Kristen Blaul’s images of an abandoned mental hospital are disturbing and beautiful. One has to wonder what has happened to the patients who lived there- did they find a better home with family or did they simply die so as not to be a burden? Were they rescued by long lost friends or died alone, found a few days later by an overworked and underpaid aid? There is a saying that you can tell a lot about a country by how it cares for its most vulnerable, and if that’s true, I think we’re in trouble. We live in a time of stubbornly high unemployment rates while corporate profits soar, demoralized workers doing more for less, a fraying social safety net coupled with a political ideology that believes the rich need to be coddled while the rest of us sacrifice have led us into a cul-de-sac of stagnation and despair.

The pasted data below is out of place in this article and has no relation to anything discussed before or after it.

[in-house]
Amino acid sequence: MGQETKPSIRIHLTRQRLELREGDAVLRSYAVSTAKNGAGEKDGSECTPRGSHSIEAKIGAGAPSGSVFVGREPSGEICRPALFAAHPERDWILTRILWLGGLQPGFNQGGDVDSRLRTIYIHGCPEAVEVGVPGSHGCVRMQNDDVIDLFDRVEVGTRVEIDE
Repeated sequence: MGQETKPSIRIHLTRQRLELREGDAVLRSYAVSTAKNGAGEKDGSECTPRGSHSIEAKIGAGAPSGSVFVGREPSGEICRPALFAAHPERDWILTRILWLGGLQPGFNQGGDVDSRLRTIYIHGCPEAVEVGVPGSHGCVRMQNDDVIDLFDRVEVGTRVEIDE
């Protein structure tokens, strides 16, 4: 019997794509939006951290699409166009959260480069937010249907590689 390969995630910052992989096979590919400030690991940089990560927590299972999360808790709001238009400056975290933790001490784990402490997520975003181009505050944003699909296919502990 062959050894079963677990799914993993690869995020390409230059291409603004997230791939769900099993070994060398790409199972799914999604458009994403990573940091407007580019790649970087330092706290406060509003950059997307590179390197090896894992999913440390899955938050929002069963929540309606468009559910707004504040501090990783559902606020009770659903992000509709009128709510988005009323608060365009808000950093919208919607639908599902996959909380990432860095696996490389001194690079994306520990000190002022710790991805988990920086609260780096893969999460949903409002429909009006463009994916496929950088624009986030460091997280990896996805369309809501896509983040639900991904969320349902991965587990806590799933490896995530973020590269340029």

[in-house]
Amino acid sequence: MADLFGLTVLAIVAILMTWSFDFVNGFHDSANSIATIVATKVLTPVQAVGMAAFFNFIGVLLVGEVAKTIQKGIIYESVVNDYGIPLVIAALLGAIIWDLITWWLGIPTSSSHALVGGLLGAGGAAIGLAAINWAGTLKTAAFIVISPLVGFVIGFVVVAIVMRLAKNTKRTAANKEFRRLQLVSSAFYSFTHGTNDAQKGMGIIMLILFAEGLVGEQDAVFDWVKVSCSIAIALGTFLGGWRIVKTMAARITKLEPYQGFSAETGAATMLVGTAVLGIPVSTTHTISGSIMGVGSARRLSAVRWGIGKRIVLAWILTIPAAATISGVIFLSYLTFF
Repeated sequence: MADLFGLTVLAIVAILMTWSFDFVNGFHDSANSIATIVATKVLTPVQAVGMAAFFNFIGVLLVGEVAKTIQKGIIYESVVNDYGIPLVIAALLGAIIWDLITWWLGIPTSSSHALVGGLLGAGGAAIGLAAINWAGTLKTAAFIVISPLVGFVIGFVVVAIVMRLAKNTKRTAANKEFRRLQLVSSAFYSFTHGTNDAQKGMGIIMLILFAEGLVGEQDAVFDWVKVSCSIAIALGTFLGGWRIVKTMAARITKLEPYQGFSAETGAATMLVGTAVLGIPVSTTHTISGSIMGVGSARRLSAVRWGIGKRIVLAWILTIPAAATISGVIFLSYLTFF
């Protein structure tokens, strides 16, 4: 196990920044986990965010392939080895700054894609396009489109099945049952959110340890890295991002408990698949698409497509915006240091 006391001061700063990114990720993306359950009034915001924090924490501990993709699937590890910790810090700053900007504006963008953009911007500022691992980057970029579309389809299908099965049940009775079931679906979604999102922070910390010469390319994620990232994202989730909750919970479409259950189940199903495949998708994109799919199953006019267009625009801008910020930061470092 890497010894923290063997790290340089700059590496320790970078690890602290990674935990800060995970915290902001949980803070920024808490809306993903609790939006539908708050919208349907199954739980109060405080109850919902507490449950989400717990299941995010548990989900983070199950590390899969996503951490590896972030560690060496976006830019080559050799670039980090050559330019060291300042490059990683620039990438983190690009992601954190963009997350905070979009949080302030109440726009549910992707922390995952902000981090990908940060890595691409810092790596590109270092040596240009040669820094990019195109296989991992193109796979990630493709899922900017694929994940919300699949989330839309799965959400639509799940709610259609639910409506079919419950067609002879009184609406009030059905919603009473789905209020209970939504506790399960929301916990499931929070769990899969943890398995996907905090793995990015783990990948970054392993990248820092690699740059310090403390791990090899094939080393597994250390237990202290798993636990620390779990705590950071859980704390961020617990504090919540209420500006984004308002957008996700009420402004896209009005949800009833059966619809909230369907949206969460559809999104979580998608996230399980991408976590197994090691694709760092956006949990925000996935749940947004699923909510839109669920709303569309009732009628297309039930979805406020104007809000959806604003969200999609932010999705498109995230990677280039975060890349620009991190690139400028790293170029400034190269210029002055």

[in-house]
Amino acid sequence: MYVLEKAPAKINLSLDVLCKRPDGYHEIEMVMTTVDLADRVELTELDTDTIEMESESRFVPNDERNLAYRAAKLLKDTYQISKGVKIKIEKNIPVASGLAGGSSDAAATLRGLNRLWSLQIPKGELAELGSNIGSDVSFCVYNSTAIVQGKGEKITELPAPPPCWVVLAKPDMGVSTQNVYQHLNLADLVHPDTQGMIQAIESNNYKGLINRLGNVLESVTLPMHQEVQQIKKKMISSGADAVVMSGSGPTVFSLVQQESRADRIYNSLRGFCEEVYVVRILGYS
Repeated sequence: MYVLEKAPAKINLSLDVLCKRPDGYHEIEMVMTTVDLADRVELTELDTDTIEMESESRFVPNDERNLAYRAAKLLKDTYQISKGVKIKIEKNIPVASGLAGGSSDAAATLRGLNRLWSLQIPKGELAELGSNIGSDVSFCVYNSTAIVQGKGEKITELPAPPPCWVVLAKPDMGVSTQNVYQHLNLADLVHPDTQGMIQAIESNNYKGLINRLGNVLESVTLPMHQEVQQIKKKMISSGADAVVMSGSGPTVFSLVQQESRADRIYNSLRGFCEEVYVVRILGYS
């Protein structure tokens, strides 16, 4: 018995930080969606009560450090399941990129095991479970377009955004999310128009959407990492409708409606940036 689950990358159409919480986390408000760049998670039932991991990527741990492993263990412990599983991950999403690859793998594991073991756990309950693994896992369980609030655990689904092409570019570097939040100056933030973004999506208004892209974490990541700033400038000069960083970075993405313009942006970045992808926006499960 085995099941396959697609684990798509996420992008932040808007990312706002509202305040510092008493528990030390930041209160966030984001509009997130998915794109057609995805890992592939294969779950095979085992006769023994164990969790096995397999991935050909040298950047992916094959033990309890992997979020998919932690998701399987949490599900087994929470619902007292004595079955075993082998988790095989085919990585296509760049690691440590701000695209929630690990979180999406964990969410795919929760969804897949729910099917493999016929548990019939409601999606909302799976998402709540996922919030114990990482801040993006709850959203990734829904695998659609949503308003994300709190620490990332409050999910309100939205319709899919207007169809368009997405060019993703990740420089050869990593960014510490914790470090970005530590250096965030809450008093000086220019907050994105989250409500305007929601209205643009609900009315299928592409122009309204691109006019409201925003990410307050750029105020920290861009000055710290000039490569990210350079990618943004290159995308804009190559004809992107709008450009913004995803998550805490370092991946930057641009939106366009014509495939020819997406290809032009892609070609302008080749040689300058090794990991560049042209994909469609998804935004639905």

When looking at Kristen’s fine images, her piercing vision and elegant compositions belie the fact that this was a facility that cared for people who could not care for themselves. Her beautiful photographs are in direct contrast to the sinking feeling that this was a place that, for better or worse, provided an essential service, one that is no longer offered.
Photographers love ruins, abandonment and the forgotten. There is something so romantic, like a Gothic novel, about an empty structure, its broken windows and gaping door frame suggesting a face screaming at us for attention. Going alone into such places is an adventure, and not always safe and probably illegal, but photographers do it to find an authentic manifestation of their visions. When they’re lucky, they find it, and when we viewers are lucky, we get to see their pictures.